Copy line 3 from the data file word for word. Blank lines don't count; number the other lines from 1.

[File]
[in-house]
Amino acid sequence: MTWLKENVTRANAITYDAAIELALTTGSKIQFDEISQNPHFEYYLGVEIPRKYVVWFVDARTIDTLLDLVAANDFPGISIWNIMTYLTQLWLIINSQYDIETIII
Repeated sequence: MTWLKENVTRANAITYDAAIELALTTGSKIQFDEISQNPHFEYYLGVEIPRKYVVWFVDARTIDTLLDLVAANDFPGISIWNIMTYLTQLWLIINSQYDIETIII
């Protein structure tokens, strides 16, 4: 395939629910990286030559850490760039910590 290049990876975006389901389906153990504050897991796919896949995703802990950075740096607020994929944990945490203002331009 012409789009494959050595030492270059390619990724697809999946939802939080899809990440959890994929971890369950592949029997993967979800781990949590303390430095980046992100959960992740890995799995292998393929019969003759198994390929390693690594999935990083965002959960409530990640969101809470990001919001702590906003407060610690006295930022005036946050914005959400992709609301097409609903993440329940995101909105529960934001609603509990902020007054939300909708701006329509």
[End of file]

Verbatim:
Repeated sequence: MTWLKENVTRANAITYDAAIELALTTGSKIQFDEISQNPHFEYYLGVEIPRKYVVWFVDARTIDTLLDLVAANDFPGISIWNIMTYLTQLWLIINSQYDIETIII